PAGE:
Think the kind of run on Lehman Brothers that kicked off a financial panic six years ago is a thing of the past? Now that the S.E.C. issued its final rule in July, is money market fund reform complete?
Having tackled the persistence of repo run risk in an earlier N.Y. Times DealBook guest column, here’s a take on money market fund reform. Today’s piece revisits the role of money market funds in Lehman’s collapse and contagion. It also highlights a new proposal by University of Pennsylvania Law School Professor Jill E. Fisch — that sponsors of funds with fixed net asset values be required to guarantee the NAV — in other words to “back the buck.” Click here to read.
July 27, 2014
For Better or For Worse? The Fourth Anniversary of Dodd-Frank
Chiming in on the N.Y. Times DealBook blog to mark this anniversary of the Dodd-Frank Wall Street Reform and Consumer Protection Act. See here “Taking Stock of Four Years of Dodd-Frank.”
June 17, 2014
A Second Chance to Help Families Save Their Homes
Pleased to share my latest New York Times DealBook column, titled, “A Second Chance to Help Families Save Their Homes,” published June 13, 2014. Here’s the lede:
“It’s a familiar story. Regulator sues mortgage firms, demanding that they stop abusing homeowners facing foreclosure. This time, however, it’s different. The defendants in this case are not banks. Instead, they are the government-sponsored enterprises Fannie Mae and Freddie Mac.”
May 15, 2014
Comments, Clarifications & Corrections for “Other People’s Houses”
As the on-sale date for OTHER PEOPLE’S HOUSES nears, I have noticed a few points that deserve clarification and minor typographical errors to correct. Instead of silently storing-up a list of changes to make to the paperback edition, I plan to address them here first. Periodically, I will move up this post up to the top of the blog and add any relevant comments, clarifications and corrections:
Chapter 6, p. 93: The sentence describing when President Ronald Reagan left office, should state January 1989, not January 1987.
Chapter 12, p. 204: The observation that the Fed “was supposed to use its emergency lending powers to support traditional banks” was meant normatively. As a matter of law since 1932, under Section 13(3) of the Federal Reserve Act, the Fed had the power “under unusual and exigent circumstances,” to lend to “any individual, partnership, or corporation” when such borrower is “unable to secure adequate credit accommodations from other banking institutions.” However, it had not done so since the Great Depression. As noted in this chapter and later in the book, the Fed once again used this emergency power during our recent crisis, including in the rescue of Bear Stearns and the bailout of AIG.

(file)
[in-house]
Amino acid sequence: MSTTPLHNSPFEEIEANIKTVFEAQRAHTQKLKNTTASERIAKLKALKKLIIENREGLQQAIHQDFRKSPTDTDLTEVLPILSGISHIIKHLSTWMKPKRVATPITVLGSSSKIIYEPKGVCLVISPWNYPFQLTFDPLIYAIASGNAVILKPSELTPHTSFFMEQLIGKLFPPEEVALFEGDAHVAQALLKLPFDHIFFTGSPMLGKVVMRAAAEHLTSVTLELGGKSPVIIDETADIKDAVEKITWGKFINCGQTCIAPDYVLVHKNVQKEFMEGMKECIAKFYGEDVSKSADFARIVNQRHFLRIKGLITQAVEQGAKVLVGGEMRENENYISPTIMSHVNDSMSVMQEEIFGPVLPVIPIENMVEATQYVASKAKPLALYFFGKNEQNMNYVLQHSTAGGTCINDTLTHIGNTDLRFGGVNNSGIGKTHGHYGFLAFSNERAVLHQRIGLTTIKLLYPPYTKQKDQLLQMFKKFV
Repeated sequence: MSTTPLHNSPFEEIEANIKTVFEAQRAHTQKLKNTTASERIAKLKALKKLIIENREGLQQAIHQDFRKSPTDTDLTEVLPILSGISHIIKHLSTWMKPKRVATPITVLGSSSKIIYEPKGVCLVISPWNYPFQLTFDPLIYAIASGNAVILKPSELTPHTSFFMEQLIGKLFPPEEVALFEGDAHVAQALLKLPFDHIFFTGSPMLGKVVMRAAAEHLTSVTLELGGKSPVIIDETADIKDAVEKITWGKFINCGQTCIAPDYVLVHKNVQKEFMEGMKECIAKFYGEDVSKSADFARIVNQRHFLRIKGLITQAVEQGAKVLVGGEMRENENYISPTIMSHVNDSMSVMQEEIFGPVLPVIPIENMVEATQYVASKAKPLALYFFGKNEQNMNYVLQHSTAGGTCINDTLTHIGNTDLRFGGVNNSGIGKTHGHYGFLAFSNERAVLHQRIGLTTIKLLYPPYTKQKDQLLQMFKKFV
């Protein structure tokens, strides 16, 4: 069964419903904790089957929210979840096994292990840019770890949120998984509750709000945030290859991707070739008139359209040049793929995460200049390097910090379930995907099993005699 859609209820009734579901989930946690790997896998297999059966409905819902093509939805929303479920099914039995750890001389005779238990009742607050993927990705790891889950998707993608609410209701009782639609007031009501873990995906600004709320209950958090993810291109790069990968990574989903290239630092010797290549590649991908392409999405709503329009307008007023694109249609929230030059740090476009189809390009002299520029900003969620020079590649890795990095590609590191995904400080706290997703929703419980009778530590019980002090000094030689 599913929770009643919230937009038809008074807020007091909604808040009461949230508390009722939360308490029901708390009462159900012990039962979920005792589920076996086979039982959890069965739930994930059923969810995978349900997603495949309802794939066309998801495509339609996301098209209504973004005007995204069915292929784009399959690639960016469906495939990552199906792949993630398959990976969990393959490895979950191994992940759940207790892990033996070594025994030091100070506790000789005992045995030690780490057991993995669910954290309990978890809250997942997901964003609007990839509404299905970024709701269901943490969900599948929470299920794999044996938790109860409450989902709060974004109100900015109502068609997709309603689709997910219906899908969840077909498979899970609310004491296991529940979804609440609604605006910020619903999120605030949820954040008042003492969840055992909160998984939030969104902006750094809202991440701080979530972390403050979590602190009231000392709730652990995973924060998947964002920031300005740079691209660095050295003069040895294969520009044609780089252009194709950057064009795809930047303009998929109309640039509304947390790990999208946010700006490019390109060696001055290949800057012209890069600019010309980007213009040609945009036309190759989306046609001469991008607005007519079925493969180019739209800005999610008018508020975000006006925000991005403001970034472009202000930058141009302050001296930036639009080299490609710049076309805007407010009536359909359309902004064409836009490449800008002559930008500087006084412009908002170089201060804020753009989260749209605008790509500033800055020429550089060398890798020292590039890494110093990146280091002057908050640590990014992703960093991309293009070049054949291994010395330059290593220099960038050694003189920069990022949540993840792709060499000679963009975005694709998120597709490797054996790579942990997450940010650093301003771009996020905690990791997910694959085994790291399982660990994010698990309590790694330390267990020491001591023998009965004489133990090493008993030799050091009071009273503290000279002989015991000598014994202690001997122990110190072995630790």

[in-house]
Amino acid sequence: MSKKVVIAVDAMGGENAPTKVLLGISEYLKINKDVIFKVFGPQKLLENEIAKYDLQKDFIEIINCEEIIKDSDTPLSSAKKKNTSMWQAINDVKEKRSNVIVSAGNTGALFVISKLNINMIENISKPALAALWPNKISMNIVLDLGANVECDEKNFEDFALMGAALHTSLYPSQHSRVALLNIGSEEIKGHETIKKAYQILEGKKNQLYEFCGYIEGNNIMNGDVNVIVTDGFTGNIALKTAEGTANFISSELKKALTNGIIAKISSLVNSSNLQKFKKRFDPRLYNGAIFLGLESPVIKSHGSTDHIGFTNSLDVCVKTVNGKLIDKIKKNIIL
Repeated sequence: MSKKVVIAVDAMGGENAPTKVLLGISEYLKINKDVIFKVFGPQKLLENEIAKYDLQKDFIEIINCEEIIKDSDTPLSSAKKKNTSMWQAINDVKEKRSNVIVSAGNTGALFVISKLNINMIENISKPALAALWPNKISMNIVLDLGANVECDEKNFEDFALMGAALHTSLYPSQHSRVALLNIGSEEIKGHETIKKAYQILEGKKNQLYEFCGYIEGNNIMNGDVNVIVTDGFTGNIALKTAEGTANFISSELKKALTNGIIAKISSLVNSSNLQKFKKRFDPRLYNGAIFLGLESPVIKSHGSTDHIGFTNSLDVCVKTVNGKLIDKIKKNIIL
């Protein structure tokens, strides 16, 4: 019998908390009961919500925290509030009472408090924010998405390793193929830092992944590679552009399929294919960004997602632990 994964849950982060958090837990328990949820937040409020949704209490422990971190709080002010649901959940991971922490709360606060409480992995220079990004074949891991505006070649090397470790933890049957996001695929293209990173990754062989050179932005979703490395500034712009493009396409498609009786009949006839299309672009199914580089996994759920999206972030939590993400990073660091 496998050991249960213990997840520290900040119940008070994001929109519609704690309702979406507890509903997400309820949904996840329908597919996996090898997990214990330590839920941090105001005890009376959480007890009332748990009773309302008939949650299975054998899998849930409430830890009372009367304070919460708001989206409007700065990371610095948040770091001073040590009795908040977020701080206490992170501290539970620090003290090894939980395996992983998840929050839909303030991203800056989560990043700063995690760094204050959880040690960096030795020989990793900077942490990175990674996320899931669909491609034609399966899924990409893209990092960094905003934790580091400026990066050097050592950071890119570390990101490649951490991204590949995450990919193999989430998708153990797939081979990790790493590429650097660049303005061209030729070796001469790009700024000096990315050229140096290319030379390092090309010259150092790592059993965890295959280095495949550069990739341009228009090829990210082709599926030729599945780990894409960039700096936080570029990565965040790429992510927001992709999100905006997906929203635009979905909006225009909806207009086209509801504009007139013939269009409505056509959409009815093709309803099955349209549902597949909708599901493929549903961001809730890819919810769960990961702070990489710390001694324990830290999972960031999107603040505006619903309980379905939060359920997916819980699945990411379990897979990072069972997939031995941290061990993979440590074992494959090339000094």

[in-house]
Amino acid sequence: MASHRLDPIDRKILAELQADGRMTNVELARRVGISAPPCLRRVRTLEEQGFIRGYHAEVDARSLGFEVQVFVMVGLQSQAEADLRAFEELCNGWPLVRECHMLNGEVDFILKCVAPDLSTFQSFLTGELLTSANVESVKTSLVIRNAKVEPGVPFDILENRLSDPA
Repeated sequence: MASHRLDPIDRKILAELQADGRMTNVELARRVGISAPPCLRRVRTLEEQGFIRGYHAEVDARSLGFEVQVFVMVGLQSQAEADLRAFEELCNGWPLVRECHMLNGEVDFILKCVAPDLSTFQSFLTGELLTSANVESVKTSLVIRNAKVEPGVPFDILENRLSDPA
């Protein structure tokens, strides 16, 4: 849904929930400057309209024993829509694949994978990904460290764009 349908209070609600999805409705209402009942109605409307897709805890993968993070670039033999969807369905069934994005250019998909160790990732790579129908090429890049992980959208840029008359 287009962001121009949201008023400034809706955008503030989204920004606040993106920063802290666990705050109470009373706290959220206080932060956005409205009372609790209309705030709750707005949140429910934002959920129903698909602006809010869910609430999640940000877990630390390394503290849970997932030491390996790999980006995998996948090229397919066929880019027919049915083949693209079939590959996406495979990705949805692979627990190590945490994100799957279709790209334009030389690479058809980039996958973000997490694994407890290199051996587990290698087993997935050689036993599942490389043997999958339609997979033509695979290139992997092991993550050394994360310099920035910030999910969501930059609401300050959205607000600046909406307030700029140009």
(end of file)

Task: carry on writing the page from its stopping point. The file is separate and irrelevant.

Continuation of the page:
May 7, 2014
What Tim Geithner Got Right
Next week, with the release of his book “Stress Test,” former Treasury secretary Timothy Geithner will follow fellow bank bailout-era officials whose books seek to shape our views of the financial meltdown by detailing what they and their peers got right — and wrong — in their responses. Here’s my opinion. Published on May 6, 2014, on the New York Times DealBook blog.
Big Dirty Money
There is an elite crime spree happening in America, and the privileged perps are getting away with it. Selling loose cigarettes on a city sidewalk can lead to a choke hold arrest and death. But if you’re in the 1 percent and commit mail, wire, or bank fraud; embezzle pension funds; lie to the FBI; obstruct justice; bribe a public official; launder money; or cheat on your taxes, you’re likely to get off scot-free (or even win an election). If caught and convicted, say, for bribing your kid’s way into college, you might make a brief stop in a minimum-security “Club Fed” camp. Operate the scam from the executive suite of a giant corporation, and you can prosper with impunity.
This is not victimless crime. Big Dirty Money goes beyond the headlines (of which there is no shortage—Wells Fargo, Theranos, Purdue Pharma) to detail the scandalous ways that all the rest of us suffer when the well-heeled use white collar crime to gain and sustain wealth, social status, and political influence. Profiteers caused the mortgage meltdown and the prescription opioid crisis. They’ve evaded taxes and depleted public funds for education, public health, and infrastructure. The financial cost to victims for fraud and embezzlement alone is as much as $800 billion a year.
Jennifer Taub sounds an alarm we ignore at our country’s peril. The solutions include strengthening prosecutorial muscle, protecting journalists and whistleblowers, challenging the “too big to jail” syndrome, and overturning the growing implicit immunity of the upper class. This urgent book should enrage—and engage—consumers, citizens, and everybody who believes no one is above the law.